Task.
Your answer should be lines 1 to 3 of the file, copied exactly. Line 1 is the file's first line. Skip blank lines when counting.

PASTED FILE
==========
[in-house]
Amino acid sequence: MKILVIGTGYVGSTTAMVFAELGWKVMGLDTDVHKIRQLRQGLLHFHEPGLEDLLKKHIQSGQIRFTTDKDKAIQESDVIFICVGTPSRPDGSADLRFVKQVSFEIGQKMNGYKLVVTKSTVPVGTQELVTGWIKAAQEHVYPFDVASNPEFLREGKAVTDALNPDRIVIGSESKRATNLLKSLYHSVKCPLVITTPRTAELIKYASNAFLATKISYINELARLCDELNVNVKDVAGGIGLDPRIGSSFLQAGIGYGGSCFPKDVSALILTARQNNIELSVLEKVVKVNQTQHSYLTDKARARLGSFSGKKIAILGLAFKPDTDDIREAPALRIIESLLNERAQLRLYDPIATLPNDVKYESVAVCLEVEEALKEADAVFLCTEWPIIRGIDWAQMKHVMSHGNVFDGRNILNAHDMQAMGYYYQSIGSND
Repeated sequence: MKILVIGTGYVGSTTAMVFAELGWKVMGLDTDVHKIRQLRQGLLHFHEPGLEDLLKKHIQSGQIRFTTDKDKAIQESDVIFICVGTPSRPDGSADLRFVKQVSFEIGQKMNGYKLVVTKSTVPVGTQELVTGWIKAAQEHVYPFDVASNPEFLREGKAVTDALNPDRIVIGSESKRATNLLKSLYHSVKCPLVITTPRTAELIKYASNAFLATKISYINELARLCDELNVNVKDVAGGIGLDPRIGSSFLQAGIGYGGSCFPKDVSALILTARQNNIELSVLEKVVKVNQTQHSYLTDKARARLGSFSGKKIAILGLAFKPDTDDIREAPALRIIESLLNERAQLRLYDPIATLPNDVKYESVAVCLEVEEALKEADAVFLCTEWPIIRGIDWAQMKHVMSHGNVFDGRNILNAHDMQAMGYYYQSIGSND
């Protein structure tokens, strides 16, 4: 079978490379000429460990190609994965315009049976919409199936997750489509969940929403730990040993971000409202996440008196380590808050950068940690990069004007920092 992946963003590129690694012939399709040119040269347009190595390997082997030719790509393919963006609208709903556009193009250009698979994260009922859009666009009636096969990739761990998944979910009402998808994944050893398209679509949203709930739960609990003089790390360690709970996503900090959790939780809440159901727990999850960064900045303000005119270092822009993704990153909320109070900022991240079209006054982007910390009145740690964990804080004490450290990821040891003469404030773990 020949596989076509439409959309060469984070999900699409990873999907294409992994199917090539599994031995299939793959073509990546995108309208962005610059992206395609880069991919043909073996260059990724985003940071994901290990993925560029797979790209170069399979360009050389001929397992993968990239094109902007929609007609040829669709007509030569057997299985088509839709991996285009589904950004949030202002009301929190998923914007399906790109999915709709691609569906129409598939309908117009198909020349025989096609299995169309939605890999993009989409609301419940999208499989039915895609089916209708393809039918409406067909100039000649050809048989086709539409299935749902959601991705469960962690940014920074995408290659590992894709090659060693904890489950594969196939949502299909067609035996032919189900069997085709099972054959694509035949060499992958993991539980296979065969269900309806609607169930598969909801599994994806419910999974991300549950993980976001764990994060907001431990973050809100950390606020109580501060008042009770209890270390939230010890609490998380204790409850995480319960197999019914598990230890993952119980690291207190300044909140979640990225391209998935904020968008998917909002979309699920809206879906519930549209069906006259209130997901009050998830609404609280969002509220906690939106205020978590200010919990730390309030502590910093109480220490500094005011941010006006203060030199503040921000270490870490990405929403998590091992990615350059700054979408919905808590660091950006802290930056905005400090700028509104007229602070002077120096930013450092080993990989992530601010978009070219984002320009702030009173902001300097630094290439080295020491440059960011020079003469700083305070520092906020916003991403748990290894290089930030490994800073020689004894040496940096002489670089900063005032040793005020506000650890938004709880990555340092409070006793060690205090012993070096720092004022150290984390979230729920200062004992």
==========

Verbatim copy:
[in-house]
Amino acid sequence: MKILVIGTGYVGSTTAMVFAELGWKVMGLDTDVHKIRQLRQGLLHFHEPGLEDLLKKHIQSGQIRFTTDKDKAIQESDVIFICVGTPSRPDGSADLRFVKQVSFEIGQKMNGYKLVVTKSTVPVGTQELVTGWIKAAQEHVYPFDVASNPEFLREGKAVTDALNPDRIVIGSESKRATNLLKSLYHSVKCPLVITTPRTAELIKYASNAFLATKISYINELARLCDELNVNVKDVAGGIGLDPRIGSSFLQAGIGYGGSCFPKDVSALILTARQNNIELSVLEKVVKVNQTQHSYLTDKARARLGSFSGKKIAILGLAFKPDTDDIREAPALRIIESLLNERAQLRLYDPIATLPNDVKYESVAVCLEVEEALKEADAVFLCTEWPIIRGIDWAQMKHVMSHGNVFDGRNILNAHDMQAMGYYYQSIGSND
Repeated sequence: MKILVIGTGYVGSTTAMVFAELGWKVMGLDTDVHKIRQLRQGLLHFHEPGLEDLLKKHIQSGQIRFTTDKDKAIQESDVIFICVGTPSRPDGSADLRFVKQVSFEIGQKMNGYKLVVTKSTVPVGTQELVTGWIKAAQEHVYPFDVASNPEFLREGKAVTDALNPDRIVIGSESKRATNLLKSLYHSVKCPLVITTPRTAELIKYASNAFLATKISYINELARLCDELNVNVKDVAGGIGLDPRIGSSFLQAGIGYGGSCFPKDVSALILTARQNNIELSVLEKVVKVNQTQHSYLTDKARARLGSFSGKKIAILGLAFKPDTDDIREAPALRIIESLLNERAQLRLYDPIATLPNDVKYESVAVCLEVEEALKEADAVFLCTEWPIIRGIDWAQMKHVMSHGNVFDGRNILNAHDMQAMGYYYQSIGSND